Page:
India invites FDI in alternate energy sector

Friday, 20 June 2003, 07:00 Hrs
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CHENNAI: India will increase its renewable energy share by 10 percent and will produce by 2012 about 10,000 MW of power from alternative sources.

M. Kannappan, the minister of state for non-conventional energy, said this Thursday while opening the second national conference and exposition on green power organised by the Confederation of Indian Industry here.

He said India would be looking for 600 billion worth of private and foreign direct investment (FDI) to meet this goal.

"This offers a business potential of nearly $20 billion for potential investors in the renewable energy technologies sector," he pointed out.

At the two-day meet, the CII released a status paper on renewable energy in India which said around 75,000 megawatts of the current installed capacity of nearly 108,000 MW is thermal energy which is "costly and releases higher emissions resulting in environmental degradation".

The experts and the minister gathered there said this would have to change if India were to ensure sustainable development for its one billion people and meet all their energy needs.

Comparing India with Denmark where over 20 percent of total energy is generated from alternative sources, experts pointed out that renewable energy generation costs had come down to as low as five cents per kilowatt hour.

Almost "150 billion will have to come as equity from the private sector, supported by credit facilities of 450 billion from financial institutions", Kannappan added.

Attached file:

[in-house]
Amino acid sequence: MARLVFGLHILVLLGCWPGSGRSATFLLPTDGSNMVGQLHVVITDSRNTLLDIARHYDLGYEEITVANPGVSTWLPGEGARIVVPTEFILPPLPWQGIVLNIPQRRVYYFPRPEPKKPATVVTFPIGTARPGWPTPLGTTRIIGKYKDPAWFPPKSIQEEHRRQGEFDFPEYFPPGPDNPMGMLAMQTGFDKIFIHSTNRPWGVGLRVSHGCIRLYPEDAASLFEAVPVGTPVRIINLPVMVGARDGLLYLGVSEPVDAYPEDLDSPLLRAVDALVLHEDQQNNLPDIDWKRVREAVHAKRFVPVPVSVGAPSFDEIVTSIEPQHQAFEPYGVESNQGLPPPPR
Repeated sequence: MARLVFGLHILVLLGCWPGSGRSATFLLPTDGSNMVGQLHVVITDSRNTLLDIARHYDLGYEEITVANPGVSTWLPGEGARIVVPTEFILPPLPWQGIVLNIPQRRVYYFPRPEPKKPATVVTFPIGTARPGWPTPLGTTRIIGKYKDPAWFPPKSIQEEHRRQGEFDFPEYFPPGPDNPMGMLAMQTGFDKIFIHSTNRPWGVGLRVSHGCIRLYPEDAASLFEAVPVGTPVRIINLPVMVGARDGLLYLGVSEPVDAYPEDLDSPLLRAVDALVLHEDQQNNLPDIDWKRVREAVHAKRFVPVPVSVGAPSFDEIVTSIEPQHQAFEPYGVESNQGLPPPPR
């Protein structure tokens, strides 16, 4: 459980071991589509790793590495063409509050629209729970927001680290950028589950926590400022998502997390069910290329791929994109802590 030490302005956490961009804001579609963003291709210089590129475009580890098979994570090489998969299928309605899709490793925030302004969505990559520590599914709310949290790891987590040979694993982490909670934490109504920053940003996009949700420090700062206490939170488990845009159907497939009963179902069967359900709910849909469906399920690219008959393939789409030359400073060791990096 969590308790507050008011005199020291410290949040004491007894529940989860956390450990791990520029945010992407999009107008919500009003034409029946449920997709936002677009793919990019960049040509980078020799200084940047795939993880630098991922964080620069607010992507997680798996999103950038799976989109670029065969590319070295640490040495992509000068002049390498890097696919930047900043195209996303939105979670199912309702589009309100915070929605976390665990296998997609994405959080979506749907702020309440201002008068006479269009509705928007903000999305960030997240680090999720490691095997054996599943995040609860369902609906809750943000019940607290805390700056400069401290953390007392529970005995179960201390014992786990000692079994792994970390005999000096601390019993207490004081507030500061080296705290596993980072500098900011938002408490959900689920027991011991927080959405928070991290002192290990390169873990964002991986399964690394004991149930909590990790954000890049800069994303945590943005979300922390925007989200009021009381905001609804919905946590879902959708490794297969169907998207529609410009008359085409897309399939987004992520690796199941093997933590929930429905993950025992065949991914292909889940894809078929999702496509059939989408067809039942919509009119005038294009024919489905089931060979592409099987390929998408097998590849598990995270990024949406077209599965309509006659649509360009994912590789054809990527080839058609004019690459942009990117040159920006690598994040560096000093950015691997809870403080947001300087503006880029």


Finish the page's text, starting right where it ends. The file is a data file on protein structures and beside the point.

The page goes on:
"We would welcome joint ventures at the enterprise level and favourably consider even 100 percent equity participation for setting up a hardware (energy making equipment) production facility, for project development or for technical services," Kannappan announced.

Today the installed capacity of alternative energy is only about 4,000 MW. India, the fifth largest wind power producer in the world, produces only about 1,800 MW of wind power. Just 112 MW is solar power, about 26,000MW is hydel.

"We plan to give a major boost to renewable energy development" and "the ministry has also taken up the task of electrifying 18,000 remote villages through alternative sources," the minister said.

He held the "poor financial health of state electricity boards" and "inadequate private sector investments" responsible for the slow alternative energy capacity addition.

Experts pointed out that the new Electricity Act, which had repealed laws as old as 1903, would go a long way to help the renewable energy sector.

The minister emphasised that the "Electricity Act 2003 does way with the requirement of licensing for generation and distribution in rural areas".

The new act also requires state commissions to promote renewable resource generated electricity by providing suitable grid connectivity facilities to the generator.

Source: IANS
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